Cold Weather Doesn’t Mean Ticks Won’t Bite

Ticks are a problem year round! Don’t be fooled into thinking that you won’t get bitten in the winter, or that ticks can’t survive the cold. That will give you a false sense of security and could ultimately put your health at risk. In order to avoid being bitten by a tick, and possibly contracting Lyme disease, it is important to be vigilant all year round.

How Do Ticks Survive the Winter?

Most tick cases are reported during the summer or fall as this is when people are out and about enjoying nature, rather than because the ticks are only active at this time of year. Depending on the species, and stage of the tick’s life, they will survive the cold months by becoming dormant, and hiding in leafy or wooded areas, or latching on to a warm-blooded host, like a deer, dog or person. Even snow doesn’t kill ticks. When the snow begins to fall, ticks bury themselves in leafy debris or any other snug place they can find, like a woodpile or the fur of an animal.

Which tick species are most active in the winter?

All ticks can be active in the winter, but most American dog ticks and lone star ticks are not commonly active during cold spells. Black-legged (deer) ticks and the winter tick, found most commonly on moose, however, remain active throughout the year.  

Always check yourself for ticks

Since tick species are active at all times of the year, it is best to do a thorough tick check of yourself, and your pets, after any outdoor activity. Deer ticks could look like freckles on your skin so look closely. The best way to stop ticks attaching themselves to your skin is to wear protective clothing while hiking, gardening or doing outdoor activities. You should also apply insect and tick repellent.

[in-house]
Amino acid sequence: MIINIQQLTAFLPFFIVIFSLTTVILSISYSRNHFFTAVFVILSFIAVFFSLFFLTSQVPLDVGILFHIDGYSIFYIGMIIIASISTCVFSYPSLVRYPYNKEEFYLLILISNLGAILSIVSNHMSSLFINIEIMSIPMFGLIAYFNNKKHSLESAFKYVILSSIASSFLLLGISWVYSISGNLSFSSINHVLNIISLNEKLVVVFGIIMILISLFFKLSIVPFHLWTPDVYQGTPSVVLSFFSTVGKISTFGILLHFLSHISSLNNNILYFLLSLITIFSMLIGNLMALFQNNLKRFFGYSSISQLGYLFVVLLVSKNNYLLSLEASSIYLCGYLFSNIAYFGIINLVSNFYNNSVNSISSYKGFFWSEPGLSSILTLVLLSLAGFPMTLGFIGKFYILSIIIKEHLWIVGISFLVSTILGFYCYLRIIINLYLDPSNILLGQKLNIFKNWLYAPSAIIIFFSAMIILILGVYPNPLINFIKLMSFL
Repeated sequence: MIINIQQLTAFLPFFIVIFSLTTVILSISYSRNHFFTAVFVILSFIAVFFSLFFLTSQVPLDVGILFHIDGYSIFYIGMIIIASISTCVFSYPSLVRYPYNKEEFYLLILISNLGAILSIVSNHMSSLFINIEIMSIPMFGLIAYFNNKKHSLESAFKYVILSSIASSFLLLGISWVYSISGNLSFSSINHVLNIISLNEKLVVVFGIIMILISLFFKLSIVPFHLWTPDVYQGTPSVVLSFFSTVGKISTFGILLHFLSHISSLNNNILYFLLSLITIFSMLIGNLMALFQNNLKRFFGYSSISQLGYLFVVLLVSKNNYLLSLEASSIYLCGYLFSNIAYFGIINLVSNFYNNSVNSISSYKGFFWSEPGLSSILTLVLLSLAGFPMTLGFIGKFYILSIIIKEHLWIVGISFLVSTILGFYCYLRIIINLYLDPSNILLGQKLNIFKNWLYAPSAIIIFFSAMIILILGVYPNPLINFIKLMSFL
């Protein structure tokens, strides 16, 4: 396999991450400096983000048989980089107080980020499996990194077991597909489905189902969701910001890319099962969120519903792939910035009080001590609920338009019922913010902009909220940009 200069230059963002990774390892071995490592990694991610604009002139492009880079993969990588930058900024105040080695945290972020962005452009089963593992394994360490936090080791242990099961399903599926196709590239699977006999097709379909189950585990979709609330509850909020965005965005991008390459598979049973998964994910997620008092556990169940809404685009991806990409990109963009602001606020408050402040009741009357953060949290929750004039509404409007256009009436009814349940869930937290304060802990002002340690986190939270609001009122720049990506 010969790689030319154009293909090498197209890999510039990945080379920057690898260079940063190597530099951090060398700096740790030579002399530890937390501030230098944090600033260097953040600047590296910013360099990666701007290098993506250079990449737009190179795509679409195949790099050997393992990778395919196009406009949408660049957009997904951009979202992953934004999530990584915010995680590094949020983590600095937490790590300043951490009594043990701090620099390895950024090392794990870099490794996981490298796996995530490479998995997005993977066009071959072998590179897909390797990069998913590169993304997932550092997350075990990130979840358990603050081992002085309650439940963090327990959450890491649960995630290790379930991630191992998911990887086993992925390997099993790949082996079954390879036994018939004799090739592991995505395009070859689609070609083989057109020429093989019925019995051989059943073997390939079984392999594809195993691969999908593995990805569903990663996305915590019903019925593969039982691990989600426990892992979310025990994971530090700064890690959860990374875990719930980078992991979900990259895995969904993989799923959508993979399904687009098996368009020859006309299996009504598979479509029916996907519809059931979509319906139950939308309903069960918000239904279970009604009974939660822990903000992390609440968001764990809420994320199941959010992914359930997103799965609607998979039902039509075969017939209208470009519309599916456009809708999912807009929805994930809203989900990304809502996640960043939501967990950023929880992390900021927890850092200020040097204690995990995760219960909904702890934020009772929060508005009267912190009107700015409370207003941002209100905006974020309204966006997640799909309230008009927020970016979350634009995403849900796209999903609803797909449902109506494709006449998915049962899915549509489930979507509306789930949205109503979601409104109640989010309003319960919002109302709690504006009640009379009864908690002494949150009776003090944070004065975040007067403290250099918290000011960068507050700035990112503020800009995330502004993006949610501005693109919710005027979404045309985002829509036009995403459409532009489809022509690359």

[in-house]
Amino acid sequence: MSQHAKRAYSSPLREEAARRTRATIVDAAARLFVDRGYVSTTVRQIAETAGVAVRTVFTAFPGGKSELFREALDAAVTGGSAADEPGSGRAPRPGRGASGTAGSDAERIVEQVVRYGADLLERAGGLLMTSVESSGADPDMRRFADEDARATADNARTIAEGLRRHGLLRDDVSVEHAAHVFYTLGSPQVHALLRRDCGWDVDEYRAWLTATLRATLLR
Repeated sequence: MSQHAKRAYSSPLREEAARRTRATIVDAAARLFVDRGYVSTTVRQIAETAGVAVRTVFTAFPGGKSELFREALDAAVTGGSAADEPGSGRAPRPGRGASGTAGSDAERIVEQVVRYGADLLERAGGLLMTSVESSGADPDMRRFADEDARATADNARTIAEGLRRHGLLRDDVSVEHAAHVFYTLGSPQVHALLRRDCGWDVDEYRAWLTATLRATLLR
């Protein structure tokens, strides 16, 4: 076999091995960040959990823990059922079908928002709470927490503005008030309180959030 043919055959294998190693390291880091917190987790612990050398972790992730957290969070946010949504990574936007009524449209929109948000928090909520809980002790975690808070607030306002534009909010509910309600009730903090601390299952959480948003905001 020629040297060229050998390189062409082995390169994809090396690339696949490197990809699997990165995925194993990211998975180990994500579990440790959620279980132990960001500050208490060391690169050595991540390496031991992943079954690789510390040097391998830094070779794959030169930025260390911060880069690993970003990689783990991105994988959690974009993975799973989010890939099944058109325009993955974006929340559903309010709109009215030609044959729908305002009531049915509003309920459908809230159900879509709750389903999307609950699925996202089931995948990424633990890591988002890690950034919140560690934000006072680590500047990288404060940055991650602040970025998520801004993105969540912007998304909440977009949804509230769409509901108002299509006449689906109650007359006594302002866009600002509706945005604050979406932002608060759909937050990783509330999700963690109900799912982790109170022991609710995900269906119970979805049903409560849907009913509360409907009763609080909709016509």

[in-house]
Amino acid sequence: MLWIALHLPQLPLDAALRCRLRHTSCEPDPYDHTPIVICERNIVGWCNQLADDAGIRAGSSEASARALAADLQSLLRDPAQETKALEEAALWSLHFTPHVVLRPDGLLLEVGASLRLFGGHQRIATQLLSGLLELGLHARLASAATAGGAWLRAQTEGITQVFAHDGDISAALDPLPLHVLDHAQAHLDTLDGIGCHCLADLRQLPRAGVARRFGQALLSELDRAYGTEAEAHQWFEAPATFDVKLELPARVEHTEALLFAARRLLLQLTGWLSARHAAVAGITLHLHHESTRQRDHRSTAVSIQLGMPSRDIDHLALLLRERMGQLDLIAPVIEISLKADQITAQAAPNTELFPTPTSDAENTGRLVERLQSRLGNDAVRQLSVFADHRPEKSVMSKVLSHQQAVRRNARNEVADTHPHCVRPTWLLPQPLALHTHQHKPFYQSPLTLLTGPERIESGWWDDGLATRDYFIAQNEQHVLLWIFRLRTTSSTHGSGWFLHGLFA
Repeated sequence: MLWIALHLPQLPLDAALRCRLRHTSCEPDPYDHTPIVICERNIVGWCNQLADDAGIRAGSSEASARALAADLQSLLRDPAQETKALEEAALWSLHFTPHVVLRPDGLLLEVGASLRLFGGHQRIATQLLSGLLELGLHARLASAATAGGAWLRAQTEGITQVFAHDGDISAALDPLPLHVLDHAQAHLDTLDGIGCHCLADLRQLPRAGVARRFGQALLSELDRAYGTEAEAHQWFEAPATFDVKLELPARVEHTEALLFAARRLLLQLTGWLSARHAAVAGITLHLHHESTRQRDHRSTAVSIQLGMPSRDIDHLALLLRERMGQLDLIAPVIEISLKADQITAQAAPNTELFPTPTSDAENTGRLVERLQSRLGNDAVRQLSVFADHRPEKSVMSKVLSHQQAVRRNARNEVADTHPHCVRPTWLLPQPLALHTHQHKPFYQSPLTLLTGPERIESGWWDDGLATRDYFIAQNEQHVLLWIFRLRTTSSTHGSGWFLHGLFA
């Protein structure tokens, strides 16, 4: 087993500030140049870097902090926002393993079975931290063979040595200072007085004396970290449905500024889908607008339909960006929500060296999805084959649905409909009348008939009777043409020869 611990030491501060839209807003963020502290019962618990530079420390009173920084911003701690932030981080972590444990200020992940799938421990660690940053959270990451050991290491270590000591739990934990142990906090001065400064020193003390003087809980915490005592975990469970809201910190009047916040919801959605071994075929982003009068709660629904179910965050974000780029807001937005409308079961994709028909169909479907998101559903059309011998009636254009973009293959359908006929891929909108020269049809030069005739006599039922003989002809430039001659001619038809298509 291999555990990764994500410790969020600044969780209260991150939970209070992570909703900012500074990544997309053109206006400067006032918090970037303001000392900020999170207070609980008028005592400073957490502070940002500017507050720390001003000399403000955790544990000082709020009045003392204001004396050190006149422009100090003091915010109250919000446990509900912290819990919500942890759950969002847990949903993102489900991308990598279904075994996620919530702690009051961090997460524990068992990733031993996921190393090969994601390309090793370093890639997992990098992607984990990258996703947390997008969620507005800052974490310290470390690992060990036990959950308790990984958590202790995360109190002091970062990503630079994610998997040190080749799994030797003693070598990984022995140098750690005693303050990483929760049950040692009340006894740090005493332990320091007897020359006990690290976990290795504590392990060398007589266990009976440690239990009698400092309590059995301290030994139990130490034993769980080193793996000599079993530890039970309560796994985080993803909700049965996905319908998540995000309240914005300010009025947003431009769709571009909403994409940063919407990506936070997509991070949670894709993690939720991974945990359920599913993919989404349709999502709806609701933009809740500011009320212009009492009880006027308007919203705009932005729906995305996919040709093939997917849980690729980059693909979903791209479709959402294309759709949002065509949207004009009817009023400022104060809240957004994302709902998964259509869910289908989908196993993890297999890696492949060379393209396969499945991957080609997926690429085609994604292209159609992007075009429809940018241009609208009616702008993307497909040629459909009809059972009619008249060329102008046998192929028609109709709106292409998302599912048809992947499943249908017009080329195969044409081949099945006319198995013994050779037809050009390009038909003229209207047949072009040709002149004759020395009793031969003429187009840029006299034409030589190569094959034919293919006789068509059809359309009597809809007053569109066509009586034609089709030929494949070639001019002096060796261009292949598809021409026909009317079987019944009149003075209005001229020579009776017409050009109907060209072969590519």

Check for ticks on your dogs and other pets

During an hour-long walk, ten to fifteen ticks can easily attach themselves to your dog. This means it is very important to check your dogs for ticks regularly and keep them on tick medication, especially if they spend a lot of time outdoors.

Important information about deer ticks;

  • Deer ticks have a shell-like exterior and bury their heads in their hosts
  • An infected deer tick can transmit the bacteria that causes Lyme disease through their saliva.
  • If a tick attaches itself to your skin, you must remove it immediately using a tick remover tool.
  • You have approximately 24 – 48 hours to remove a deer tick before the transmission of Lyme disease occurs.
  • Not all deer ticks carry Lyme disease but if you have been bitten, consult a doctor immediately and get tested for Lyme disease.

Know the early symptoms of Lyme Disease

  • The first sign of Lyme disease is a rash that can appear anywhere from three days to a month after you’ve been bitten by a tick. The rash might be warm to the touch but it’s usually not painful or itchy.
  • Besides a rash, the early symptoms are similar to flu and can include chills and a fever. Fatigue is another symptom of Lyme disease, as are swollen lymph nodes.
  • A severe headache, combined with a stiff neck or aching muscles throughout the body, are also indicators of Lyme disease.
  • As the disease progresses, you can experience numbness, weakness or tingling in the arms, legs, feet, and hands.
  • If untreated, other symptoms will occur as the disease progresses.
  • Since many people believe that ticks are not active in winter, their symptoms are often misdiagnosed but if you experience any of these symptoms, it is important to consult a doctor.  

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